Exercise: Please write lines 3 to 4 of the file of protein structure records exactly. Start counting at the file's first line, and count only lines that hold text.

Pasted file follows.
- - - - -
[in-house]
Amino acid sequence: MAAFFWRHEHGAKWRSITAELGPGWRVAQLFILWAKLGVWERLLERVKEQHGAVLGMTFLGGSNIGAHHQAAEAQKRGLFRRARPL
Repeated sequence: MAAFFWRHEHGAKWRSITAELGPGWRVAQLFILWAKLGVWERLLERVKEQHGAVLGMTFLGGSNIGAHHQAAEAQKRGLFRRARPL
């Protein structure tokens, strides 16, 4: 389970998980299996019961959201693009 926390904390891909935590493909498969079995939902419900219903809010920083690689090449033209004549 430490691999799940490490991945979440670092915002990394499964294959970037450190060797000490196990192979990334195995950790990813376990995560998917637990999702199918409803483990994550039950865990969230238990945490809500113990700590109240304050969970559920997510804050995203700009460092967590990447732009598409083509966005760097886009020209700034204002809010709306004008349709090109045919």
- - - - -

Repeated sequence: MAAFFWRHEHGAKWRSITAELGPGWRVAQLFILWAKLGVWERLLERVKEQHGAVLGMTFLGGSNIGAHHQAAEAQKRGLFRRARPL
């Protein structure tokens, strides 16, 4: 389970998980299996019961959201693009 926390904390891909935590493909498969079995939902419900219903809010920083690689090449033209004549 430490691999799940490490991945979440670092915002990394499964294959970037450190060797000490196990192979990334195995950790990813376990995560998917637990999702199918409803483990994550039950865990969230238990945490809500113990700590109240304050969970559920997510804050995203700009460092967590990447732009598409083509966005760097886009020209700034204002809010709306004008349709090109045919």